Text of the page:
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Collector accused in theft of identity Woman victimized by telephone ploy

A "rogue" Buffalo debt collector wasted no time running up debt on a Pittsburgh-area woman's bank card after he convinced her to clear up an old bill, police say.

He ordered hundreds of dollars in new bowling equipment, bought access to a pornography Internet site, paid someone's car insurance and purchased cash cards using Mary Reynolds' debit card number, according to Buffalo police and Reynolds.

But by midweek, the spending spree of almost $1,900 was over.

Antonio R. Speed, 37, of Northumberland Avenue was arrested on two counts of identity theft. And though that was of some comfort to Reynolds, she says she remains afraid because he has all her personal information.

"He called my mother and threatened to have her arrested for credit card fraud if she did not cooperate with the investigation. She gave him my phone number, and he threatened to have me arrested," Reynolds said of calls Speed is accused of making last month when he was employed at Graham and Noble Associates, a collection agency on Bailey Avenue.

Speed, she said, introduced himself on the phone as "investigator Dave Murdock," who said he was calling on an unpaid Shell gas card bill of $399 from 2000.

Reynolds said a former friend had taken out several credit cards in her name after they broke up and that she was not responsible for the gasoline bill.

As the discussion grew heated, she said that "Murdock" brought up an incident from years ago when she had illegally picked flowers on private property and had gotten into trouble with the law.

Angered, she started arguing, and her husband took over the phone. More discussion followed, and "Murdock" offered a compromise -- pay $168 and the matter would be dropped.

Reynolds said she did not want to, but her husband agreed, believing it wasn't worth the aggravation. She again spoke with the purported investigator, telling him that her former friend had a drug problem that might have had something to do with taking out credit cards in her name.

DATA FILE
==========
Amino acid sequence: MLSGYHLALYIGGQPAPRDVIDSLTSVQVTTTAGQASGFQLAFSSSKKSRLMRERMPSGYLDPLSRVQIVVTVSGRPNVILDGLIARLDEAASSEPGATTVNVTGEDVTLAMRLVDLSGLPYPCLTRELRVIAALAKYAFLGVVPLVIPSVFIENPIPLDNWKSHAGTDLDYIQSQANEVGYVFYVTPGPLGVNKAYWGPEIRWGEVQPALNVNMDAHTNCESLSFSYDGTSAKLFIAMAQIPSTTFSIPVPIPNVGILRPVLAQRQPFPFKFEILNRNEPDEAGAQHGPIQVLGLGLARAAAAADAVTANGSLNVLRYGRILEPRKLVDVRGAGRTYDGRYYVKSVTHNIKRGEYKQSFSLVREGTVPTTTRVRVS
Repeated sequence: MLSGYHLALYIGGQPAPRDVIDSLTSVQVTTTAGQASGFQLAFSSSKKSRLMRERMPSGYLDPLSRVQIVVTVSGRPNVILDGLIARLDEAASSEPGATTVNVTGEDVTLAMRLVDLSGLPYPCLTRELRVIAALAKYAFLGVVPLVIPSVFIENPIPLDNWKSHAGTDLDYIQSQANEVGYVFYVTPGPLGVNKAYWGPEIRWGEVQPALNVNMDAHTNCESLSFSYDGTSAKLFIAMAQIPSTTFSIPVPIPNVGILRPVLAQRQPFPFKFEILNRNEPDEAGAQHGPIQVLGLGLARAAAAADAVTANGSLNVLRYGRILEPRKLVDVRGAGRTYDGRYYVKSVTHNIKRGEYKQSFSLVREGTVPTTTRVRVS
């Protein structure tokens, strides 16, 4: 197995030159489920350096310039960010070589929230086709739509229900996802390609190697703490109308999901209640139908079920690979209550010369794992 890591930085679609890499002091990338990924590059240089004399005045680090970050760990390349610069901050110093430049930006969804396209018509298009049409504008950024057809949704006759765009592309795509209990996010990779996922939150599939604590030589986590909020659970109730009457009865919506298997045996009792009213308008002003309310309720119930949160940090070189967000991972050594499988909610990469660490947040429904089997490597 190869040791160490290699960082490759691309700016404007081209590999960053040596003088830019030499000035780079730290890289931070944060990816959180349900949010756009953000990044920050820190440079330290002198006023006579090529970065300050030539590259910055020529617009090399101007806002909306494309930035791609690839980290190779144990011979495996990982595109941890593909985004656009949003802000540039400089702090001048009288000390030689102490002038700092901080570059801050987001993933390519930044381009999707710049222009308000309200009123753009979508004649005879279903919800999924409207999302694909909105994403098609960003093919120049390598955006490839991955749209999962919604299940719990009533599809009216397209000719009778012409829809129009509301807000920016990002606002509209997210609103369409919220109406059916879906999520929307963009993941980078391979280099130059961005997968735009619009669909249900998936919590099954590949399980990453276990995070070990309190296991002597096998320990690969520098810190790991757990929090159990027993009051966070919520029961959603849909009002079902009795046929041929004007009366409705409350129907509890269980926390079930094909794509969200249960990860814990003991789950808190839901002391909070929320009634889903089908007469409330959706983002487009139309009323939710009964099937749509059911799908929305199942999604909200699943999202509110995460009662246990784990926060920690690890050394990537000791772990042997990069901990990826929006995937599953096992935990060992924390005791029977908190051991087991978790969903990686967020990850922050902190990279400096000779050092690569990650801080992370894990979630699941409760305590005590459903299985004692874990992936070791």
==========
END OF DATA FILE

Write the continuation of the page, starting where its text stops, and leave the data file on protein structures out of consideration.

With the threats of jail put aside, Speed confided in her that when he was 21 he had been "a crack head," Reynolds said. That admission, she said, sent up a red flag, but despite her better judgment, she went ahead and gave him the number on the debit card for her family's business, a transmission repair shop.

Days later, her bank called her when bank employees noticed some uncharacteristic charges to the card.

"He bought three bowling balls, a pair of bowling shoes and bowling shoe covers. He also paid $162 for overnight shipping. He did everything online. He paid someone's car insurance. He bought prepaid credit cards and he even went on a paid porn site," she said.

After speaking with her bank, she said she froze the account, which resulted in a loss of business for several days because vendors could not be paid. After she contacted authorities in Pennsylvania and the Buffalo area, Northeast District Detective James Dunham got involved in the case.

"Speed saw an opportunity, and he took it. I had a chance to ask him 'Don't you think it's strange that this bank card information would come back to Buffalo and she [Reynolds] doesn't know anybody in Buffalo. He said, 'Yeah, that's strange,' " Dunham said.

Dunham said Omar Smith, the owner of the collection agency, aided the investigation.

"The company was very, very cooperative and apologetic. They canceled the bill she owed," Dunham said of the Shell gas card.

Smith said steps have since been taken to record all the calls made by his bill collectors to screen their activities.

"Once we discovered this was a rogue collector, we were going to do everything to help the consumer," he said, adding that even after all of this happened, Speed called the agency a couple days ago, "asking about his paycheck."

Smith said his agency provides employment in a section of the city where good paying jobs are limited.

"It's unfortunate that this transpired, but it could happen at any agency," Smith said.

Speed remains in the Erie County Holding Center.

Reynolds offered some advice: "Don't give out any information over the phone."


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